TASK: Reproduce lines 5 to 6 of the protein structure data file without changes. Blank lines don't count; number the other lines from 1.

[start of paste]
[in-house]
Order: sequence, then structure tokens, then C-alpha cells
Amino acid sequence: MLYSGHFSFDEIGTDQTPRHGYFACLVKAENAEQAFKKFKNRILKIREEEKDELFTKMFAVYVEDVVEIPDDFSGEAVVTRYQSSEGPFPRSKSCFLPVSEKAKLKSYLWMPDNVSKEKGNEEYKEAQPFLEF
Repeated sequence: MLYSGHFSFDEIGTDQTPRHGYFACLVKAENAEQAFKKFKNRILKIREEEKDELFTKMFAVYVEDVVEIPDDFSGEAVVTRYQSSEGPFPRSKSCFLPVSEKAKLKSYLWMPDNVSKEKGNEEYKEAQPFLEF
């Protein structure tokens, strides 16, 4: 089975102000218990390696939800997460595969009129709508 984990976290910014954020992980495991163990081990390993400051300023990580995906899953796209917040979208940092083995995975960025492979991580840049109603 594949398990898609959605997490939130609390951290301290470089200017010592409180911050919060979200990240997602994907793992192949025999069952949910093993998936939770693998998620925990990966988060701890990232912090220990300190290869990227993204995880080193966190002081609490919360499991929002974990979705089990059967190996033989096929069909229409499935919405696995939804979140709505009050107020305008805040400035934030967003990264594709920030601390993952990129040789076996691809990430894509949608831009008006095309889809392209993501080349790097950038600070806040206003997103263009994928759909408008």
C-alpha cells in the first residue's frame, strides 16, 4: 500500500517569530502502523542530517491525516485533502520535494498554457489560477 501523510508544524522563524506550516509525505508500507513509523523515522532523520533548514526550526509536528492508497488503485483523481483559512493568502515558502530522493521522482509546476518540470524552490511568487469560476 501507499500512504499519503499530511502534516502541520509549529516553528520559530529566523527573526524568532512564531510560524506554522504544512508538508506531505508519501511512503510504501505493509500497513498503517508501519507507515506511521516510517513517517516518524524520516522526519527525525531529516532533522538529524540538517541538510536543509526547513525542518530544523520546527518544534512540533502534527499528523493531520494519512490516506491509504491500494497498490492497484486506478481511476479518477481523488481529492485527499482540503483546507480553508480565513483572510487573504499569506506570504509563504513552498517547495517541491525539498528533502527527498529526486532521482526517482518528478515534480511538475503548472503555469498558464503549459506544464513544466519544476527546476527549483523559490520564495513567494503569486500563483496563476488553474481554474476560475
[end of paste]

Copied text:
């Protein structure tokens, strides 16, 4: 089975102000218990390696939800997460595969009129709508 984990976290910014954020992980495991163990081990390993400051300023990580995906899953796209917040979208940092083995995975960025492979991580840049109603 594949398990898609959605997490939130609390951290301290470089200017010592409180911050919060979200990240997602994907793992192949025999069952949910093993998936939770693998998620925990990966988060701890990232912090220990300190290869990227993204995880080193966190002081609490919360499991929002974990979705089990059967190996033989096929069909229409499935919405696995939804979140709505009050107020305008805040400035934030967003990264594709920030601390993952990129040789076996691809990430894509949608831009008006095309889809392209993501080349790097950038600070806040206003997103263009994928759909408008």
C-alpha cells in the first residue's frame, strides 16, 4: 500500500517569530502502523542530517491525516485533502520535494498554457489560477 501523510508544524522563524506550516509525505508500507513509523523515522532523520533548514526550526509536528492508497488503485483523481483559512493568502515558502530522493521522482509546476518540470524552490511568487469560476 501507499500512504499519503499530511502534516502541520509549529516553528520559530529566523527573526524568532512564531510560524506554522504544512508538508506531505508519501511512503510504501505493509500497513498503517508501519507507515506511521516510517513517517516518524524520516522526519527525525531529516532533522538529524540538517541538510536543509526547513525542518530544523520546527518544534512540533502534527499528523493531520494519512490516506491509504491500494497498490492497484486506478481511476479518477481523488481529492485527499482540503483546507480553508480565513483572510487573504499569506506570504509563504513552498517547495517541491525539498528533502527527498529526486532521482526517482518528478515534480511538475503548472503555469498558464503549459506544464513544466519544476527546476527549483523559490520564495513567494503569486500563483496563476488553474481554474476560475